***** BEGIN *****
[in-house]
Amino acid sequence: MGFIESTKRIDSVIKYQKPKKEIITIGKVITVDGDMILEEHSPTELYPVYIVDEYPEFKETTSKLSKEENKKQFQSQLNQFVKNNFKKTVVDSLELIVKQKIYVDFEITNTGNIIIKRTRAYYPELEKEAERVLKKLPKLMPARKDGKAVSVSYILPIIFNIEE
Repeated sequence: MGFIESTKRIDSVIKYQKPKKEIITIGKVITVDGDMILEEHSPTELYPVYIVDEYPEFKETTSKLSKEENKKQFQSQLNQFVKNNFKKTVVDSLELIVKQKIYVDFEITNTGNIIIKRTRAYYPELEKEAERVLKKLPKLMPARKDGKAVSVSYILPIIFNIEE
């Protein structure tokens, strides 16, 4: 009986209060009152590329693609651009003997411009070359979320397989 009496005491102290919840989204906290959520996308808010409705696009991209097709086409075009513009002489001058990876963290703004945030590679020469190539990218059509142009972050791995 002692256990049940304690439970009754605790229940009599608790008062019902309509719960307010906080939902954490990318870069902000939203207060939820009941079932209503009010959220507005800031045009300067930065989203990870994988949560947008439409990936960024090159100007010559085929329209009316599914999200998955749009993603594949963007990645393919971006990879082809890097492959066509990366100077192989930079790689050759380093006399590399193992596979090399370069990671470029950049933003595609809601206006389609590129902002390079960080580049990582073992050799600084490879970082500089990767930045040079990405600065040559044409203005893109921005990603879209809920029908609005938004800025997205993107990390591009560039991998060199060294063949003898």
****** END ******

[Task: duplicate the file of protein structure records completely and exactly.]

[in-house]
Amino acid sequence: MGFIESTKRIDSVIKYQKPKKEIITIGKVITVDGDMILEEHSPTELYPVYIVDEYPEFKETTSKLSKEENKKQFQSQLNQFVKNNFKKTVVDSLELIVKQKIYVDFEITNTGNIIIKRTRAYYPELEKEAERVLKKLPKLMPARKDGKAVSVSYILPIIFNIEE
Repeated sequence: MGFIESTKRIDSVIKYQKPKKEIITIGKVITVDGDMILEEHSPTELYPVYIVDEYPEFKETTSKLSKEENKKQFQSQLNQFVKNNFKKTVVDSLELIVKQKIYVDFEITNTGNIIIKRTRAYYPELEKEAERVLKKLPKLMPARKDGKAVSVSYILPIIFNIEE
């Protein structure tokens, strides 16, 4: 009986209060009152590329693609651009003997411009070359979320397989 009496005491102290919840989204906290959520996308808010409705696009991209097709086409075009513009002489001058990876963290703004945030590679020469190539990218059509142009972050791995 002692256990049940304690439970009754605790229940009599608790008062019902309509719960307010906080939902954490990318870069902000939203207060939820009941079932209503009010959220507005800031045009300067930065989203990870994988949560947008439409990936960024090159100007010559085929329209009316599914999200998955749009993603594949963007990645393919971006990879082809890097492959066509990366100077192989930079790689050759380093006399590399193992596979090399370069990671470029950049933003595609809601206006389609590129902002390079960080580049990582073992050799600084490879970082500089990767930045040079990405600065040559044409203005893109921005990603879209809920029908609005938004800025997205993107990390591009560039991998060199060294063949003898």